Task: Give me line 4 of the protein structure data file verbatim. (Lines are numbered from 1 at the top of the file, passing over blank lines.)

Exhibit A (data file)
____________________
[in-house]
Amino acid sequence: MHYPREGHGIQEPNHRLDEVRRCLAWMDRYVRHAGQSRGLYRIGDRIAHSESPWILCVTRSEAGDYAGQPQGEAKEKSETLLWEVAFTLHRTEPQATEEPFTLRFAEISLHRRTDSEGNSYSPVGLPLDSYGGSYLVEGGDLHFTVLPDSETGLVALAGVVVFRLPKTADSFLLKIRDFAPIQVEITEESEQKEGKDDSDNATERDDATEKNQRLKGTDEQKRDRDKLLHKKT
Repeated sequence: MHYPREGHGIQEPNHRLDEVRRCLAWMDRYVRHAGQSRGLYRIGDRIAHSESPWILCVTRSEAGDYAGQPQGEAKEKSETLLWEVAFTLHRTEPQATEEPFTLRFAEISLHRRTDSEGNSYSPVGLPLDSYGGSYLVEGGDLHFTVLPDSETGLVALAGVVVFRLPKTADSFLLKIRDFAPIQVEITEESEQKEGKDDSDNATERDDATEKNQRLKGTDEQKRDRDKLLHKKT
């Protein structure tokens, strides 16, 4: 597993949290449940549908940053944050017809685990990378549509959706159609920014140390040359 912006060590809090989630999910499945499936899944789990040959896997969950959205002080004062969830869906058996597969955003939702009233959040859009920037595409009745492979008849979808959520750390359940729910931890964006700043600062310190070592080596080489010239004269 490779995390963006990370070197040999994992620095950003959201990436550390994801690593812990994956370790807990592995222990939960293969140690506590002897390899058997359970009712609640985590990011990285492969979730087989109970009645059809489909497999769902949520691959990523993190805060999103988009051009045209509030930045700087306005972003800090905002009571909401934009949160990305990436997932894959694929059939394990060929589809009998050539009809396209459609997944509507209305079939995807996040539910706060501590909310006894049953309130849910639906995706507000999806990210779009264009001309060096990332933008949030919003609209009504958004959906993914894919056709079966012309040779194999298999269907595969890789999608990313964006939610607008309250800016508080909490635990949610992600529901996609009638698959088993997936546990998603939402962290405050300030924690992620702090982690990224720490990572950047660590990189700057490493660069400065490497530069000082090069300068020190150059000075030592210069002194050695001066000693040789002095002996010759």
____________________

């Protein structure tokens, strides 16, 4: 597993949290449940549908940053944050017809685990990378549509959706159609920014140390040359 912006060590809090989630999910499945499936899944789990040959896997969950959205002080004062969830869906058996597969955003939702009233959040859009920037595409009745492979008849979808959520750390359940729910931890964006700043600062310190070592080596080489010239004269 490779995390963006990370070197040999994992620095950003959201990436550390994801690593812990994956370790807990592995222990939960293969140690506590002897390899058997359970009712609640985590990011990285492969979730087989109970009645059809489909497999769902949520691959990523993190805060999103988009051009045209509030930045700087306005972003800090905002009571909401934009949160990305990436997932894959694929059939394990060929589809009998050539009809396209459609997944509507209305079939995807996040539910706060501590909310006894049953309130849910639906995706507000999806990210779009264009001309060096990332933008949030919003609209009504958004959906993914894919056709079966012309040779194999298999269907595969890789999608990313964006939610607008309250800016508080909490635990949610992600529901996609009638698959088993997936546990998603939402962290405050300030924690992620702090982690990224720490990572950047660590990189700057490493660069400065490497530069000082090069300068020190150059000075030592210069002194050695001066000693040789002095002996010759």